Greensboro, NC -- Greensboro city council approved an 11 pm curfew for community members less than 18-years-old during an emergency meeting Wednesday morning.
Council members voted in favor of the curfew in an 8-1 vote; Councilwoman Small was the only "nay" vote.
The curfew will last for a 60-day trial period.
Map: Curfew Enforcement Boundaries
The meeting was a result of fights among as many as 500 people in downtown Greensboro last weekend, according to Mayor Robbie Perkins. Police arrested 11 people ranging from 16- to 20-years-old who were involved in the incident.
Perkins said at the beginning of the meeting, "This is a meeting that I don't think anyone on this council wanted to call, but [it's] necessary for public safety."
Shortly after, Greensboro Police Chief Ken Miller pointed out that a curfew was brought up in 2010 as a response to club violence. "Statistically, downtown is much safer than in years past, but incidents like last weekend's can erase safety gains."
This year, the city introduced a new initiative, Summer Night Lights, to engage teens and keep them out of trouble. In a June interview, the city's Coordinator of Youth Initiatives, Michelle Gill-Moffat, told WFMY News 2, "So, if they're going to be [downtown], we want to give them something to do that's constructive that keeps them away from the bars downtown and kind of contained."
During the Wednesday morning meeting, Miller said teens haven't been interested in activities the city has provided to keep them occupied. While referencing last weekend's fights downtown, he added that police are always prepared with additional officers downtown, but staffing was insufficient last weekend.
Several community members spoke about the curfew with mixed feelings about the city's debate. Both the City Manager and Police Chief Miller disagreed with speakers who suggested the incident happened as a result of Summer Night Lights.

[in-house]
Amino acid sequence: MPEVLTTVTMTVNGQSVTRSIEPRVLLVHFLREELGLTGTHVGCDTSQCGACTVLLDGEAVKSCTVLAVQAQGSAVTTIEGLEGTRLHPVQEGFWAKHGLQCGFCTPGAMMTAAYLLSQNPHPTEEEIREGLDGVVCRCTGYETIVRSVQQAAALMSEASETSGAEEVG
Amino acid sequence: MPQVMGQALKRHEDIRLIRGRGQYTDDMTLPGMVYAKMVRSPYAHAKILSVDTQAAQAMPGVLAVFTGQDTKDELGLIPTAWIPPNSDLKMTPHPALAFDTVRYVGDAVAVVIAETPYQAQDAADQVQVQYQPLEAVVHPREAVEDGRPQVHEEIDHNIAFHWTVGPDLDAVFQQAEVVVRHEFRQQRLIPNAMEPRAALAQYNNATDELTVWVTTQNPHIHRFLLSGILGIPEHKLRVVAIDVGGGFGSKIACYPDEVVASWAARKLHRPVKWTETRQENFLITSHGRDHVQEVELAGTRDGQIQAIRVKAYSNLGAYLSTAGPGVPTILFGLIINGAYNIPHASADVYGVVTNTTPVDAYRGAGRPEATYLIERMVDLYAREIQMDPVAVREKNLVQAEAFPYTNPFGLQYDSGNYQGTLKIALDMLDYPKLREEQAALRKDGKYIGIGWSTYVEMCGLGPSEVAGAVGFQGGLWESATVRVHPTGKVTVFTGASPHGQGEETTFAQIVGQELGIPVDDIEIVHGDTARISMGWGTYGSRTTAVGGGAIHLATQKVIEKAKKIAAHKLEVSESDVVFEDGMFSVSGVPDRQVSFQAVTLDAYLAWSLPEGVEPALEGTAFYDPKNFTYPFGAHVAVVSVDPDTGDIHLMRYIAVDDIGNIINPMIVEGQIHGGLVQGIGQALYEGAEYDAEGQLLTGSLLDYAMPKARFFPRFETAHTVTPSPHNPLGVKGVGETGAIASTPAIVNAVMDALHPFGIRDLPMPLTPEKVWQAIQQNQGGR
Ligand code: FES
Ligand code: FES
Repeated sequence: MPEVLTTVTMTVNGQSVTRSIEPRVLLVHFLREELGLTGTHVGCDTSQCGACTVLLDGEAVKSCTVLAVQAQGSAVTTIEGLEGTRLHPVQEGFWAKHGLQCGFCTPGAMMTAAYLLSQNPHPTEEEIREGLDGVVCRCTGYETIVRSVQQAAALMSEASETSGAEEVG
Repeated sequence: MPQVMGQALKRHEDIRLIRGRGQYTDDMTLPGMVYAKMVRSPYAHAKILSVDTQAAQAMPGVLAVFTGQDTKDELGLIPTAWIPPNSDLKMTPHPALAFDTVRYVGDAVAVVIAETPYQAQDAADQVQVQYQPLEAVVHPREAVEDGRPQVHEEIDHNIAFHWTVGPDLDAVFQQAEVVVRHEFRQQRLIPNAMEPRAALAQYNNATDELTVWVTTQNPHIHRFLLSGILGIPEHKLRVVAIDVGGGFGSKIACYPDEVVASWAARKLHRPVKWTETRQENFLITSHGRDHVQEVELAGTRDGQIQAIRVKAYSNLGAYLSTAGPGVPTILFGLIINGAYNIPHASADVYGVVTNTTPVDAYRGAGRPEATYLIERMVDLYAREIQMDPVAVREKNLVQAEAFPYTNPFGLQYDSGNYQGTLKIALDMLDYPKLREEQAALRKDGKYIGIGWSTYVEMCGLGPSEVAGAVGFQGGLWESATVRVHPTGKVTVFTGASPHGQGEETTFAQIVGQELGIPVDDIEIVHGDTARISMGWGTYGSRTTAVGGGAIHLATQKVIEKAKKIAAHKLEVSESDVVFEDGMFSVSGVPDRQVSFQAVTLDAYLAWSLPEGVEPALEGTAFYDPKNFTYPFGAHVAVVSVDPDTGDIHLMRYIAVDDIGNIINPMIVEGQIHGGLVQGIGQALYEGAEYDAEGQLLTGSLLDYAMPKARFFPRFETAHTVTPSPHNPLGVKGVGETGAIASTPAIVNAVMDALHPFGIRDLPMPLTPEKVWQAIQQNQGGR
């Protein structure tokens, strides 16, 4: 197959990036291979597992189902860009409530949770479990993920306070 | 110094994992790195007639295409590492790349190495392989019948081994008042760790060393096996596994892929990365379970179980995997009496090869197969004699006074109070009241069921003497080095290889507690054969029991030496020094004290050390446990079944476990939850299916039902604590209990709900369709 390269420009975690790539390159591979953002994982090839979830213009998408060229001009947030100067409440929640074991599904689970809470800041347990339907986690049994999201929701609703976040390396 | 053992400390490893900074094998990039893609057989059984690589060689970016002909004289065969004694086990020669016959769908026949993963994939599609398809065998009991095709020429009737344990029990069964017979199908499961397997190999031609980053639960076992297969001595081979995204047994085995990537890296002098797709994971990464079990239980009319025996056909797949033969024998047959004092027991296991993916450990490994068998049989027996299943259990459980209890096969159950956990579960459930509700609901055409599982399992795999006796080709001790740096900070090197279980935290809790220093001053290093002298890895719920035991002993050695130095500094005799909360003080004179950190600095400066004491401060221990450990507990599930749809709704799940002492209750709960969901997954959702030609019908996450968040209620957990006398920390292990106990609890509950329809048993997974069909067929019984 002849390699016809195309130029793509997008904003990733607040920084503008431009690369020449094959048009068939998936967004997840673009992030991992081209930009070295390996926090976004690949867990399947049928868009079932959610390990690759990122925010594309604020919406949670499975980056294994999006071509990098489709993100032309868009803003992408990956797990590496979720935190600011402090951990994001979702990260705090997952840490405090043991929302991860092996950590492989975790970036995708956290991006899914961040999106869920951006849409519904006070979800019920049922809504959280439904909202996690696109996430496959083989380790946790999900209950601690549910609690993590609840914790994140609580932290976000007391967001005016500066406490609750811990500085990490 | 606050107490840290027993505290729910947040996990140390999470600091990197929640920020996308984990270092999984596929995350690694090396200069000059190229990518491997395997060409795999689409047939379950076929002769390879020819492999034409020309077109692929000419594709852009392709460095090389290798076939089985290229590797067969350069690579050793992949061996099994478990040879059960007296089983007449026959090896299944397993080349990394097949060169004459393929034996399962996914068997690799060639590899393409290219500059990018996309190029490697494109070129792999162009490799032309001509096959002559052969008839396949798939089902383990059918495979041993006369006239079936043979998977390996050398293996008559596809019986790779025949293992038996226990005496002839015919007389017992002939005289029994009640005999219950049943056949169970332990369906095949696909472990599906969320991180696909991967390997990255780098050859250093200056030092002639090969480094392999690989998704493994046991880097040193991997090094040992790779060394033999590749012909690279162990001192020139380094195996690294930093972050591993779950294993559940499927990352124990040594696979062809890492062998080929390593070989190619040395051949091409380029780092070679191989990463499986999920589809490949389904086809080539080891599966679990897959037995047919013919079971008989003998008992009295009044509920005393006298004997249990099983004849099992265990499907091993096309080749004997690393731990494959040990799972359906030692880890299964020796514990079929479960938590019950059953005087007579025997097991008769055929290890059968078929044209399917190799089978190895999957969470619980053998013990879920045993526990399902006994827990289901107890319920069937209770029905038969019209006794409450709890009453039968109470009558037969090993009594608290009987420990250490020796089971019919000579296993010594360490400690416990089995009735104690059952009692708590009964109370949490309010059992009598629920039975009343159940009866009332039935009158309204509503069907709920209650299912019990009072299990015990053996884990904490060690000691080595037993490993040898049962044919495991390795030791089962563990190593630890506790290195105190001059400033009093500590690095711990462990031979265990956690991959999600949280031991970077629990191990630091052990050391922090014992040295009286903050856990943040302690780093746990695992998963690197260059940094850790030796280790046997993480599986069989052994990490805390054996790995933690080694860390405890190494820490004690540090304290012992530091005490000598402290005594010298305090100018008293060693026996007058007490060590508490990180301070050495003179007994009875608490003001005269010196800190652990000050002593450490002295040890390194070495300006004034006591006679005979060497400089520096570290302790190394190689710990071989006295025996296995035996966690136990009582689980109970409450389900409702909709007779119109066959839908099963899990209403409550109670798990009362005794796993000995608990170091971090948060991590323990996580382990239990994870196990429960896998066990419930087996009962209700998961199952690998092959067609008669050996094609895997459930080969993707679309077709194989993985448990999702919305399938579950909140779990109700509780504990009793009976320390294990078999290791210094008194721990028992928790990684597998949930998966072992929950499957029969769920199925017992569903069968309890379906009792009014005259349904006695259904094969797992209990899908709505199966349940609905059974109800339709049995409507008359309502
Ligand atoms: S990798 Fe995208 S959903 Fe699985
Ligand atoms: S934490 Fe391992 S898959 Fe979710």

Join The Conversation: #GSOCurfew
Councilwoman Small said she heard from community members who felt the last curfew was race-inspired to keep young African-American men from downtown. She added, "We cannot legislate parenting [...] We need to figure out a way to get the input from the kids and their parents on this."
Small cautioned council members about their decision because she said they need to figure out the root of the problem and not create something worse.
Councilwoman Abuzuaiter said she was downtown when the incident happened. She said she saw people's frightened faces and that youth told her to do something to make downtown a safe place for them. Abuzuaiter pushed for a city-wide curfew, not just one for downtown.
Councilwoman Vaughn, who joined the meeting by phone, supported Abuzuaiter and made a motion to change the curfew to cover the entire city. However, the amendment failed after a 6-3 vote.
The city attorney said implementing a curfew deals with constitutional issues including: Right to Assemble, Free Speech, Freedom of Travel and more.
Miller said the curfew is a tool, not a "sledgehammer." He told people at the meeting that staff never carded anyone during the last curfew period. He added that the new curfew would primarily focus on young people who are being disruptive and that they wouldn't card everyone who looks like a teen.
Late Wednesday afternoon, city leaders also met with several among the faith community. The group disussed other ways to address the city's issue with teenagers. Some of the suggestions included engaging teens in more activities, offering summer jobs and getting parents more involved.
Youth pastors have set up a community two community meeting next week. The first is scheduled for Monday at 10:30am at Bethel A.M.E Church.
Another meeting will be held at the Mt. Zion Baptist Church at 12pm on Wednesday.